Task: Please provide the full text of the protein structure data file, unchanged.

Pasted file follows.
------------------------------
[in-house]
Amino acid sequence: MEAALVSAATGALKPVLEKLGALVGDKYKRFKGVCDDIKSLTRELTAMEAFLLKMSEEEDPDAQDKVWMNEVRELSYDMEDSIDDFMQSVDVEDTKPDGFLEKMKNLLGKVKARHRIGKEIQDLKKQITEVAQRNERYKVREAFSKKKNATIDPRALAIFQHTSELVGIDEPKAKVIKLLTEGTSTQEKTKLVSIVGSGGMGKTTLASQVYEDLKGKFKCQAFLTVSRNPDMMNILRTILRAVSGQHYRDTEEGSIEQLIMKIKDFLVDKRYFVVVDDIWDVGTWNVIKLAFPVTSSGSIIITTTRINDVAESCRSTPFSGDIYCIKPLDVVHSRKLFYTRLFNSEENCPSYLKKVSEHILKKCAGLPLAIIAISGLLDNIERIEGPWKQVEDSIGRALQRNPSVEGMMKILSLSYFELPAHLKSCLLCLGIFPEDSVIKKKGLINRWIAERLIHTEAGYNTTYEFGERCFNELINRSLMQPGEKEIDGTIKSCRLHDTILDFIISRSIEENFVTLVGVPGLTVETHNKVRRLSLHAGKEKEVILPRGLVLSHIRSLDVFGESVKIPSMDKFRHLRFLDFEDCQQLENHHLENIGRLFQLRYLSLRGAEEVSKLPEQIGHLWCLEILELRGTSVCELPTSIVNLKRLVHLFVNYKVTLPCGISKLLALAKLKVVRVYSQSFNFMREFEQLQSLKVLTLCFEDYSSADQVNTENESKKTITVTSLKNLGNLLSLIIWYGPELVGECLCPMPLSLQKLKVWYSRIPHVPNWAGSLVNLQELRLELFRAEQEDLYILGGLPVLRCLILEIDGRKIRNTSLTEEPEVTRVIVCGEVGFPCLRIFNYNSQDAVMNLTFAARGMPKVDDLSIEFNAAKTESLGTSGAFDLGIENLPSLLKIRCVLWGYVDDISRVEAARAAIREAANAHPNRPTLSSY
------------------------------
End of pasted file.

[in-house]
Amino acid sequence: MEAALVSAATGALKPVLEKLGALVGDKYKRFKGVCDDIKSLTRELTAMEAFLLKMSEEEDPDAQDKVWMNEVRELSYDMEDSIDDFMQSVDVEDTKPDGFLEKMKNLLGKVKARHRIGKEIQDLKKQITEVAQRNERYKVREAFSKKKNATIDPRALAIFQHTSELVGIDEPKAKVIKLLTEGTSTQEKTKLVSIVGSGGMGKTTLASQVYEDLKGKFKCQAFLTVSRNPDMMNILRTILRAVSGQHYRDTEEGSIEQLIMKIKDFLVDKRYFVVVDDIWDVGTWNVIKLAFPVTSSGSIIITTTRINDVAESCRSTPFSGDIYCIKPLDVVHSRKLFYTRLFNSEENCPSYLKKVSEHILKKCAGLPLAIIAISGLLDNIERIEGPWKQVEDSIGRALQRNPSVEGMMKILSLSYFELPAHLKSCLLCLGIFPEDSVIKKKGLINRWIAERLIHTEAGYNTTYEFGERCFNELINRSLMQPGEKEIDGTIKSCRLHDTILDFIISRSIEENFVTLVGVPGLTVETHNKVRRLSLHAGKEKEVILPRGLVLSHIRSLDVFGESVKIPSMDKFRHLRFLDFEDCQQLENHHLENIGRLFQLRYLSLRGAEEVSKLPEQIGHLWCLEILELRGTSVCELPTSIVNLKRLVHLFVNYKVTLPCGISKLLALAKLKVVRVYSQSFNFMREFEQLQSLKVLTLCFEDYSSADQVNTENESKKTITVTSLKNLGNLLSLIIWYGPELVGECLCPMPLSLQKLKVWYSRIPHVPNWAGSLVNLQELRLELFRAEQEDLYILGGLPVLRCLILEIDGRKIRNTSLTEEPEVTRVIVCGEVGFPCLRIFNYNSQDAVMNLTFAARGMPKVDDLSIEFNAAKTESLGTSGAFDLGIENLPSLLKIRCVLWGYVDDISRVEAARAAIREAANAHPNRPTLSSY